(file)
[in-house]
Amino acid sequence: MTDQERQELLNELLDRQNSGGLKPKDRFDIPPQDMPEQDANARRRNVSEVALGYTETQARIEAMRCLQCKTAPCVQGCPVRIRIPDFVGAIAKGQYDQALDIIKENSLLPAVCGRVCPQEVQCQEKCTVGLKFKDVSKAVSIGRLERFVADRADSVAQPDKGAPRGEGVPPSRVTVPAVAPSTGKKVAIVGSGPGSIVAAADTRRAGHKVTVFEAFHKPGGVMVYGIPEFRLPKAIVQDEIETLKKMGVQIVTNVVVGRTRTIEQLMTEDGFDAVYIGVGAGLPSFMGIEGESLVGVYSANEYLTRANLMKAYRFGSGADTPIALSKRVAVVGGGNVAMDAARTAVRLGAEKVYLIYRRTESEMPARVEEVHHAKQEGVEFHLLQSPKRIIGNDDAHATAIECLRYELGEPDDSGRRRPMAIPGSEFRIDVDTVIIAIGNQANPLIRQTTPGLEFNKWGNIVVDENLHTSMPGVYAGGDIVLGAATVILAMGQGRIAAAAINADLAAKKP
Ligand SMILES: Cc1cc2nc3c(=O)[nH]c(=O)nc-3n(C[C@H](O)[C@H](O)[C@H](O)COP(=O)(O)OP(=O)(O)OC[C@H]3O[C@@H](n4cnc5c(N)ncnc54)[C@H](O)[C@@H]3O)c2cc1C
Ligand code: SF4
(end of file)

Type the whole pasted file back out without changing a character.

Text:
[in-house]
Amino acid sequence: MTDQERQELLNELLDRQNSGGLKPKDRFDIPPQDMPEQDANARRRNVSEVALGYTETQARIEAMRCLQCKTAPCVQGCPVRIRIPDFVGAIAKGQYDQALDIIKENSLLPAVCGRVCPQEVQCQEKCTVGLKFKDVSKAVSIGRLERFVADRADSVAQPDKGAPRGEGVPPSRVTVPAVAPSTGKKVAIVGSGPGSIVAAADTRRAGHKVTVFEAFHKPGGVMVYGIPEFRLPKAIVQDEIETLKKMGVQIVTNVVVGRTRTIEQLMTEDGFDAVYIGVGAGLPSFMGIEGESLVGVYSANEYLTRANLMKAYRFGSGADTPIALSKRVAVVGGGNVAMDAARTAVRLGAEKVYLIYRRTESEMPARVEEVHHAKQEGVEFHLLQSPKRIIGNDDAHATAIECLRYELGEPDDSGRRRPMAIPGSEFRIDVDTVIIAIGNQANPLIRQTTPGLEFNKWGNIVVDENLHTSMPGVYAGGDIVLGAATVILAMGQGRIAAAAINADLAAKKP
Ligand SMILES: Cc1cc2nc3c(=O)[nH]c(=O)nc-3n(C[C@H](O)[C@H](O)[C@H](O)COP(=O)(O)OP(=O)(O)OC[C@H]3O[C@@H](n4cnc5c(N)ncnc54)[C@H](O)[C@@H]3O)c2cc1C
Ligand code: SF4